• an amendment has been made to Article 5aa(3)(a), which is an exception from the "transaction ban" involving certain Russian energy companies. The exception covers transactions for the purchase, import or transport of certain specified energy products and metals. The exception has been extended to cover "direct and indirect" activity, and to cover the purchase, import or transport of relevant goods into the EU, the EEA, Switzerland or the Western Balkans – it had previously been confined to import etc into the EU. The import of coal and other solid fossil fuels has been descoped from the exception, and is now part of a separate exception which lasts only until 10 August 2022 (in line with the import ban discussed above);
  • an additional licensing ground has been added in respect of the prohibition on supplying luxury goods to Russia: Member States may authorise the transfer or export to Russia of cultural goods which are on loan in the context of formal cultural cooperation with Russia (new Article 3h(4) of the EU Regulation);
  • the restrictions on supplying aviation and space goods to Russia have been expanded to cover jet fuel and fuel additives, as listed in Annex XX to the EU Regulation;
  • various amendments have been made to Articles 2 and 2a of the EU Regulation (which impose restrictions on the supply to Russia of dual-use and military/defence goods); and
  • a new licensing ground has been introduced in respect of the restrictions on the supply to Russia of aviation and space goods, allowing the execution of a pre-existing aircraft financial lease where it is strictly necessary to ensure lease repayments to an EU entity and no economic resources will be made available to the Russian counterpart, with the exception of the transfer of ownership of the aircraft after full reimbursement of the financial lease (new Article 3c(6) of the EU Regulation).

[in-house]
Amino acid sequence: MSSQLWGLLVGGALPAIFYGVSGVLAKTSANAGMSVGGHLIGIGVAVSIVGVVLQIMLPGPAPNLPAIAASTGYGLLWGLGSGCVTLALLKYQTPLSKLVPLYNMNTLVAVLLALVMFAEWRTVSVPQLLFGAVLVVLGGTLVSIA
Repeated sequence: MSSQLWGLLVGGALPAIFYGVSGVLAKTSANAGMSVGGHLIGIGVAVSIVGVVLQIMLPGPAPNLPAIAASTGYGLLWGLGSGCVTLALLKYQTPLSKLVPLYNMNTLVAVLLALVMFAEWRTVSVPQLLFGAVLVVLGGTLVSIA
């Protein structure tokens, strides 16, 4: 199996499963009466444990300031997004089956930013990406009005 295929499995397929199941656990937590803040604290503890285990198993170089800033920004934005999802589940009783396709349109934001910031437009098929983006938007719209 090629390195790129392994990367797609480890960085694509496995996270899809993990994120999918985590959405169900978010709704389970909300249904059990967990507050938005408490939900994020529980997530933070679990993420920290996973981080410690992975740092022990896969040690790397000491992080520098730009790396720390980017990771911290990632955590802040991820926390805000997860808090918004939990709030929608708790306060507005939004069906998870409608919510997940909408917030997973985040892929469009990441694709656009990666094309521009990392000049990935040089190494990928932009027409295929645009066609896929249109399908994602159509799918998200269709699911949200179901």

Other measures

The Amending Regulation also contains the following restrictions and changes:

  • an amendment to the existing restrictions in the EU Regulation relating to the acceptance of deposits from Russian account-holders, extending the restrictions to the provision of crypto-asset wallet, account or custody services where the total value of crypto-assets held exceeds €100,000 (see amended Article 5b of the EU Regulation);
  • expansion of the existing restrictions on the sale, supply, transfer or export of (physical) euro-denominated banknotes to cover banknotes denominated in any official currency of a Member State;
  • expansion of the sale of euro-denominated transferable securities or units in collective investment undertakings providing exposure to such securities, to any Russian national or natural person residing in Russia or any legal person established in Russia. This now covers securities denominated in any official currency of a Member State;
  • a new prohibition on the award or continued execution of public procurement contracts to Russian nationals, Russia-incorporated entities, their majority-owned subsidiaries or any persons acting on their behalf or at their direction. This includes, where they account for more than 10 % of the contract value, subcontractors, suppliers or entities whose capacities are being relied on within the meaning of the public procurement Directives. The new restriction is subject to a "grandfathering" provision permitting the execution until 10 October 2022 of contracts concluded before 9 April. There are also a number of comparatively broad licensing grounds (as set out in new Article 3k(2) of the EU Regulation), which cover specific fields (e.g. civil nuclear) and goods (e.g. natural gas and oil, and coal until 10 August 2022) as well as contracts where "the provision of strictly necessary goods or services...can only be provided, or...can only be provided in sufficient quantities, by the [Russian person]";